CommentInsight & Opinion

Hong Kong needs a third runway, but one paid for by users

Mike Rowse says airport expansion is the best solution to meet demand

PUBLISHED : Monday, 18 August, 2014, 4:30am
UPDATED : Monday, 18 August, 2014, 4:30am
 

I have some bad news for our beleaguered Transport Minister Anthony Cheung Bing-leung and the few remaining Chinese white dolphins swimming near our shores: we don't need one more runway to add to the existing two, we need at least two more for a total of four.

Maybe we need a whole new second airport.

But let us start by admitting there might, in theory, be an ideal way to cope with increasing demand for air transport in southern China which does not involve extra runways in Hong Kong at all: we reach agreement with Beijing and all the other airports in the region that we will each specialise in what we do best.

Hong Kong gets the long-haul international flights, Shenzhen gets all flights to and from mainland cities, Guangzhou gets all the cargo, Macau does the no-frills market, possibly sharing with Zhuhai. Our government gets together with Shenzhen to provide a free high-speed rail shuttle between the two places. Problem solved?

Unfortunately not. The only problem with this "solution" is that it doesn't work.

First, none of the airports will be willing to give up the services they at present provide outside their core area of expertise. Why can't I fly from Hong Kong direct to Shanghai, why do I have to take a train to Shenzhen first? Why can't I fly from Shenzhen direct to Paris instead of via Hong Kong? And so on. If you were Beijing, would you get involved in a fight like that?

The second problem arises from the way air services are licensed, which in turn is governed by air services agreements between different jurisdictions. Disentangling the spaghetti junction of interwoven approvals would take even longer than building a new airport.

So back to consideration of the third runway project we go.

To help minds focus on the issue, it is useful to bring the concept of "user pays" to bear. That way, we will not be misled by special pleading or propaganda.

If Chek Lap Kok is approaching capacity in terms of take-off and landing slots, then we have two options: we can either accept the constraints and auction off what slots we do have and see which services are prepared to support the higher costs; or we can refuse to accept those constraints and expand the capacity of the airport.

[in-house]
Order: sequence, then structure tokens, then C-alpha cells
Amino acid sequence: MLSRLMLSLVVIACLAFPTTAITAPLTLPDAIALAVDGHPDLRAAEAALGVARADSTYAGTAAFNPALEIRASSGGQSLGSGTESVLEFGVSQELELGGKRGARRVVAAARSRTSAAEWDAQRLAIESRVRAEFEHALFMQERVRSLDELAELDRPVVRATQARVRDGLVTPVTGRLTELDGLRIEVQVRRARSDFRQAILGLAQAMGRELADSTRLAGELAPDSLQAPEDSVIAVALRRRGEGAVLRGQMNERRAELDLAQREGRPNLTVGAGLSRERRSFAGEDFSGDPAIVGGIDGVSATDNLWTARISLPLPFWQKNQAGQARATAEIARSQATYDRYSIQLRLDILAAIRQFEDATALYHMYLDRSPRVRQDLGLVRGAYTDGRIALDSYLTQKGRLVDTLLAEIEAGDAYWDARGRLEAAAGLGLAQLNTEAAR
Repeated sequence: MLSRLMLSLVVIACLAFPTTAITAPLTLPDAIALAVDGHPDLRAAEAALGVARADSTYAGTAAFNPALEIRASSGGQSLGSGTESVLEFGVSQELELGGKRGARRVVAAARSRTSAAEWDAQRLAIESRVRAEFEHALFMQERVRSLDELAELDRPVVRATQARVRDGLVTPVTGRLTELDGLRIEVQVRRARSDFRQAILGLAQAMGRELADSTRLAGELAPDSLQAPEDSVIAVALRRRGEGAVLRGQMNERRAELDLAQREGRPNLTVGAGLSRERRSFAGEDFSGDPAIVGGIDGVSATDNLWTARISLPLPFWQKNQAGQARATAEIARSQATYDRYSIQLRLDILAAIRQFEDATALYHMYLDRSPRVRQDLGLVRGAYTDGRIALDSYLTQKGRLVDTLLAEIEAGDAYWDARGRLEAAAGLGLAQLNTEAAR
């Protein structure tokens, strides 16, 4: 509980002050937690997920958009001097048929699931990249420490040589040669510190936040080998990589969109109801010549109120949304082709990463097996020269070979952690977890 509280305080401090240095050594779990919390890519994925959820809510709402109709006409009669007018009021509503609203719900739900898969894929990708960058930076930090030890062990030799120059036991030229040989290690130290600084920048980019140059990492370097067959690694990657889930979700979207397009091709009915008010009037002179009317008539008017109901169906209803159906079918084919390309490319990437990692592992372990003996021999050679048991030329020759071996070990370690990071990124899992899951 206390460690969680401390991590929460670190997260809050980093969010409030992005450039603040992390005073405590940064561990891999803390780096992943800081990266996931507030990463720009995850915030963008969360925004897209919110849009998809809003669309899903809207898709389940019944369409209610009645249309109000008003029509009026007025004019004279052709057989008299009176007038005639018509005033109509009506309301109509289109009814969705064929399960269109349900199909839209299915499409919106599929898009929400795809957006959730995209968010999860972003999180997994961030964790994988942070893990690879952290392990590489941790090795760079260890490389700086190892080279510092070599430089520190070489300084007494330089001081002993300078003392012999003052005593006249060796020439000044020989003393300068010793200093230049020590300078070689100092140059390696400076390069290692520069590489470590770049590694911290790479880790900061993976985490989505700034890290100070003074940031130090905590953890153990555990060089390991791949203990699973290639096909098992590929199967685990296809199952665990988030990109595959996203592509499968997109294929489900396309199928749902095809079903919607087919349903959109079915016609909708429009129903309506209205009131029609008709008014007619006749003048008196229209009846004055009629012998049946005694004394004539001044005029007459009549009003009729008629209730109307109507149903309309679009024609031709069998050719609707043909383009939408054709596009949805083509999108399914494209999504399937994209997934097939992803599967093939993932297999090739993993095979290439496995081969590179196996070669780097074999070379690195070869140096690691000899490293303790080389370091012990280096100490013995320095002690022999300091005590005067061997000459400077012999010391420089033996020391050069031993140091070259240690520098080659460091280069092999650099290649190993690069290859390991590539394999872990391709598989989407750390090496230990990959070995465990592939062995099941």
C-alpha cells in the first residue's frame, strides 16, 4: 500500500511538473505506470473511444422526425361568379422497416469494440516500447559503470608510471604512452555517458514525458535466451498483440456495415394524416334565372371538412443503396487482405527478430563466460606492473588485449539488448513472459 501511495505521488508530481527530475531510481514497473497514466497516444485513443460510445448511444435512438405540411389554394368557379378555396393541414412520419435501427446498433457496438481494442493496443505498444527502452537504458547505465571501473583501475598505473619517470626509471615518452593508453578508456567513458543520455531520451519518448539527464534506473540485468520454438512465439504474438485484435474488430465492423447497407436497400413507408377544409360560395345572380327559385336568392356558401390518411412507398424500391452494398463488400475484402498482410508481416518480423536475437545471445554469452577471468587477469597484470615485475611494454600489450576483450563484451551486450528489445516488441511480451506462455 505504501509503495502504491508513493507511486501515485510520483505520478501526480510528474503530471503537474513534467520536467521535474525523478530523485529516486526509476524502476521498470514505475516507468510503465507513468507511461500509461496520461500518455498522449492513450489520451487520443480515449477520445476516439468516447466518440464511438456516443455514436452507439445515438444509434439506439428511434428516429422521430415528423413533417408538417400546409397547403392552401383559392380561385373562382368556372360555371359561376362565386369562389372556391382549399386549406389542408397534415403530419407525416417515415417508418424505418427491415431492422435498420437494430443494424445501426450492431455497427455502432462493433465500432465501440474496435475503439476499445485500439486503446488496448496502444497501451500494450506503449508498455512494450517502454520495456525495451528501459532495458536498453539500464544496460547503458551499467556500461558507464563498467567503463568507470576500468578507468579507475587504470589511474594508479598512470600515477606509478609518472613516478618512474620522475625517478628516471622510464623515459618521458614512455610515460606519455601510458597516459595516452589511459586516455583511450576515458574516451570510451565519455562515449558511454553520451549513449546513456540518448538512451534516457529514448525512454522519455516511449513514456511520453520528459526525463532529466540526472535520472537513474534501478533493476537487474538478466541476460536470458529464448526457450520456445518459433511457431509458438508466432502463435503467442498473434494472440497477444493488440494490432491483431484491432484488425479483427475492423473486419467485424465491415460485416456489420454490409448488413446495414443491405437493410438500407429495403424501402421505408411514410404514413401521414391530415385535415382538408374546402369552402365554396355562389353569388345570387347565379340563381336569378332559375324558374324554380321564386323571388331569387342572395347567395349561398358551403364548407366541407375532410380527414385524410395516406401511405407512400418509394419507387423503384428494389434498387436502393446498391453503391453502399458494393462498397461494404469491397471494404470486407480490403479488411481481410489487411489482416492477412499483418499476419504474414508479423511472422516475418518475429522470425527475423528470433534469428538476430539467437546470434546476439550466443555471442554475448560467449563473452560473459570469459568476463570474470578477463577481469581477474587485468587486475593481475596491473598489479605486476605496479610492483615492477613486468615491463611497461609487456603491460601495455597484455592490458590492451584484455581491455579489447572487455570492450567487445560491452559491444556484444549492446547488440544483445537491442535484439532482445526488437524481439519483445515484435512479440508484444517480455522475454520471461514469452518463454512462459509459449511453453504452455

If we take this second route, then in principle it doesn't matter whether the third runway costs HK$130 billion, or HK$200 billion or some other figure. The amount, whatever it is, is only worth paying if those flying in and out are prepared to pay. Airlines are the direct users, but they are acting on behalf of their customers - travellers. That means higher ticket prices.

My colleague Jake van der Kamp has done some provisional calculations in this area. Suffice to say, we should be thinking of funding any airport expansion primarily by way of Airport Authority bonds, paying a reasonable rate of interest repayable in full over the life of the expanded facility. That will mean higher landing and parking charges, and probably a special "airport development" levy on individual passengers.

The green groups are still fighting a gallant battle on behalf of the dolphins and long may they continue to do so. But at the end of the day, I think it is a lost cause. After all, once the existing airport was finished, some dolphins did come back. Otherwise, how could they have been around to be disturbed by the Hong Kong-Zhuhai-Macau bridge project?

They will surely come back again as soon as that is finished so we can annoy them again with our third runway.

But the real battle will come when special interests try to make taxpayers pick up all or part of the tab. Good luck with that idea in the Finance Committee, Anthony.

Mike Rowse is managing director of Stanton Chase International and an adjunct professor at the Chinese University of Hong Kong. mike@rowse.com.hk

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